Next: , Previous: , Up: Python API   [Contents][Index] Selecting Pretty-Printers

GDB provides several ways to register a pretty-printer: globally, per program space, and per objfile. When choosing how to register your pretty-printer, a good rule is to register it with the smallest scope possible: that is prefer a specific objfile first, then a program space, and only register a printer globally as a last resort.

Variable: gdb.pretty_printers

The Python list gdb.pretty_printers contains an array of functions or callable objects that have been registered via addition as a pretty-printer. Printers in this list are called global printers, they’re available when debugging all inferiors.

Each gdb.Progspace contains a pretty_printers attribute. Each gdb.Objfile also contains a pretty_printers attribute.

Each function on these lists is passed a single gdb.Value argument and should return a pretty-printer object conforming to the interface definition above (see Pretty Printing API). If a function cannot create a pretty-printer for the value, it should return None.

GDB first checks the pretty_printers attribute of each gdb.Objfile in the current program space and iteratively calls each enabled lookup routine in the list for that gdb.Objfile until it receives a pretty-printer object. If no pretty-printer is found in the objfile lists, GDB then searches the pretty-printer list of the current program space, calling each enabled function until an object is returned. After these lists have been exhausted, it tries the global gdb.pretty_printers list, again calling each enabled function until an object is returned.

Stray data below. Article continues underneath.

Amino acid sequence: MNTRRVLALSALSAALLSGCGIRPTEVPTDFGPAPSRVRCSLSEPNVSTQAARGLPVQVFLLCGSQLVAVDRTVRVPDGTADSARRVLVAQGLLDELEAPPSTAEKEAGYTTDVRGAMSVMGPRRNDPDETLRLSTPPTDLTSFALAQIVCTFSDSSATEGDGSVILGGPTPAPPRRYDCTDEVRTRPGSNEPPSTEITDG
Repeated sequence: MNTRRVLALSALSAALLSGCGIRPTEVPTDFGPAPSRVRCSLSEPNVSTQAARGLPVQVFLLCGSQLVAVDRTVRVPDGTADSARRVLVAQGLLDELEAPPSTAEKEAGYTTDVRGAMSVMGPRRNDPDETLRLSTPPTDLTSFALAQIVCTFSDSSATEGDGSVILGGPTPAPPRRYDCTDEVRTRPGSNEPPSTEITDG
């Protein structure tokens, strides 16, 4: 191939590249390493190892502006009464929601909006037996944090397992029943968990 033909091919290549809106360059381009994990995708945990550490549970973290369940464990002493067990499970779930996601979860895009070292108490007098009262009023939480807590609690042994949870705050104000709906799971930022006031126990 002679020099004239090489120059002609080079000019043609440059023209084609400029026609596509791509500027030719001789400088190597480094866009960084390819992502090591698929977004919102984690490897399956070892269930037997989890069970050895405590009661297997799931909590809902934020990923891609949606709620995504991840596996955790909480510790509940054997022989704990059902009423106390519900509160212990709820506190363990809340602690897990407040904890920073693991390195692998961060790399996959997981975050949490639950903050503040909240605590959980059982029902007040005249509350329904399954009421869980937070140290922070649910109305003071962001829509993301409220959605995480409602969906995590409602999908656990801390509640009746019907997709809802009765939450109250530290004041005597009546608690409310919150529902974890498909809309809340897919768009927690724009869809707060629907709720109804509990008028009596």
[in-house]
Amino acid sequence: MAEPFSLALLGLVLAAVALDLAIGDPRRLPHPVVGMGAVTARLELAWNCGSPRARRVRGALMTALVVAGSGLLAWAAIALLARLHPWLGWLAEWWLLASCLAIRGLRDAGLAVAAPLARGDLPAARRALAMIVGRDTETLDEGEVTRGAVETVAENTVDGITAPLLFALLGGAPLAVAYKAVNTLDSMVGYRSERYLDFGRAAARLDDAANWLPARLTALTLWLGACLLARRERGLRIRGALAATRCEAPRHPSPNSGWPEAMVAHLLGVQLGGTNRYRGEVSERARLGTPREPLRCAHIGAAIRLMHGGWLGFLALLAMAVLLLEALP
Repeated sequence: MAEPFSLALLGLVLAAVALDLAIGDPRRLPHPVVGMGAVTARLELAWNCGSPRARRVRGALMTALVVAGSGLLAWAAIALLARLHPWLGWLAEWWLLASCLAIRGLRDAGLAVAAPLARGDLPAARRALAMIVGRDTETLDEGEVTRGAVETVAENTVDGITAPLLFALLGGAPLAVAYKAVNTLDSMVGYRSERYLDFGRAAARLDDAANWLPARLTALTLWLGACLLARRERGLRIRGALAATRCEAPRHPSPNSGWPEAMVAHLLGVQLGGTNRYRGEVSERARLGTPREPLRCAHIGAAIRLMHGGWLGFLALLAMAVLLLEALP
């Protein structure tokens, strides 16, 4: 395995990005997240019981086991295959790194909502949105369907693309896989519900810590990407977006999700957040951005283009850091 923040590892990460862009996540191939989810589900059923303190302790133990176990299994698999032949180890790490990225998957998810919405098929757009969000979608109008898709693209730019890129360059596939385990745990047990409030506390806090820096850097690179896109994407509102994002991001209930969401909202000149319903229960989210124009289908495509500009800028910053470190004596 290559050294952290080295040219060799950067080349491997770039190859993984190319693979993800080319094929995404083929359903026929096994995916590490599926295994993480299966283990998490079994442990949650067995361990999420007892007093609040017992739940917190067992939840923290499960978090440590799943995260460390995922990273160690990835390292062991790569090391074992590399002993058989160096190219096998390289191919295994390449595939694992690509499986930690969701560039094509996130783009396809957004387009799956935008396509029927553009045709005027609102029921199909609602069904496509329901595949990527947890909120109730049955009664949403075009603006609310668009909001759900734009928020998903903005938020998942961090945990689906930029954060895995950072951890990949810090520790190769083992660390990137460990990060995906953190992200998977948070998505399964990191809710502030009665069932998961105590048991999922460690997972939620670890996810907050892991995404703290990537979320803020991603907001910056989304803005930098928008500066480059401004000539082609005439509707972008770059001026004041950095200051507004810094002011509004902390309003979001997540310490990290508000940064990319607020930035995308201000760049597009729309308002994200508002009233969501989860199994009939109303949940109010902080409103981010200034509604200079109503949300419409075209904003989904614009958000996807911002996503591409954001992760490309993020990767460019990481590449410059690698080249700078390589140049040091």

The order in which the objfiles are searched is not specified. For a given list, functions are always invoked from the head of the list, and iterated over sequentially until the end of the list, or a printer object is returned.

For various reasons a pretty-printer may not work. For example, the underlying data structure may have changed and the pretty-printer is out of date.

The consequences of a broken pretty-printer are severe enough that GDB provides support for enabling and disabling individual printers. For example, if print frame-arguments is on, a backtrace can become highly illegible if any argument is printed with a broken printer.

Pretty-printers are enabled and disabled by attaching an enabled attribute to the registered function or callable object. If this attribute is present and its value is False, the printer is disabled, otherwise the printer is enabled.

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